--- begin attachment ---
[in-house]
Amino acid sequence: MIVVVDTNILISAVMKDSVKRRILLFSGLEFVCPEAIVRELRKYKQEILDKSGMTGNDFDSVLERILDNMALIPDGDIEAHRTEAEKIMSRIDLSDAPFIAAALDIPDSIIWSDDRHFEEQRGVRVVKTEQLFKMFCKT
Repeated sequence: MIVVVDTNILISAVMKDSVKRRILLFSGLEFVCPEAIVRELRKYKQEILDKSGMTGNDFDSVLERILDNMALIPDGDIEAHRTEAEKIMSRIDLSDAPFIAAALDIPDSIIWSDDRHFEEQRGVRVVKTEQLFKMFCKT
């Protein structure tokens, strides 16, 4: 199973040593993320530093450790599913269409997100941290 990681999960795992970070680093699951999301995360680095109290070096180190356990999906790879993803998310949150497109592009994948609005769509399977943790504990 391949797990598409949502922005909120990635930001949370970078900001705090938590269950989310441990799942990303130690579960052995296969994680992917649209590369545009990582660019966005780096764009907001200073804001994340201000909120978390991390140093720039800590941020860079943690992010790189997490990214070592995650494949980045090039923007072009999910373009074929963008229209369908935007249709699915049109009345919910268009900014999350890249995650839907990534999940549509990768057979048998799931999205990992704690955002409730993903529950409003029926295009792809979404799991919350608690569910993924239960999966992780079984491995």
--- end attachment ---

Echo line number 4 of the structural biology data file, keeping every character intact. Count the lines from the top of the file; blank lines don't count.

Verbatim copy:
């Protein structure tokens, strides 16, 4: 199973040593993320530093450790599913269409997100941290 990681999960795992970070680093699951999301995360680095109290070096180190356990999906790879993803998310949150497109592009994948609005769509399977943790504990 391949797990598409949502922005909120990635930001949370970078900001705090938590269950989310441990799942990303130690579960052995296969994680992917649209590369545009990582660019966005780096764009907001200073804001994340201000909120978390991390140093720039800590941020860079943690992010790189997490990214070592995650494949980045090039923007072009999910373009074929963008229209369908935007249709699915049109009345919910268009900014999350890249995650839907990534999940549509990768057979048998799931999205990992704690955002409730993903529950409003029926295009792809979404799991919350608690569910993924239960999966992780079984491995």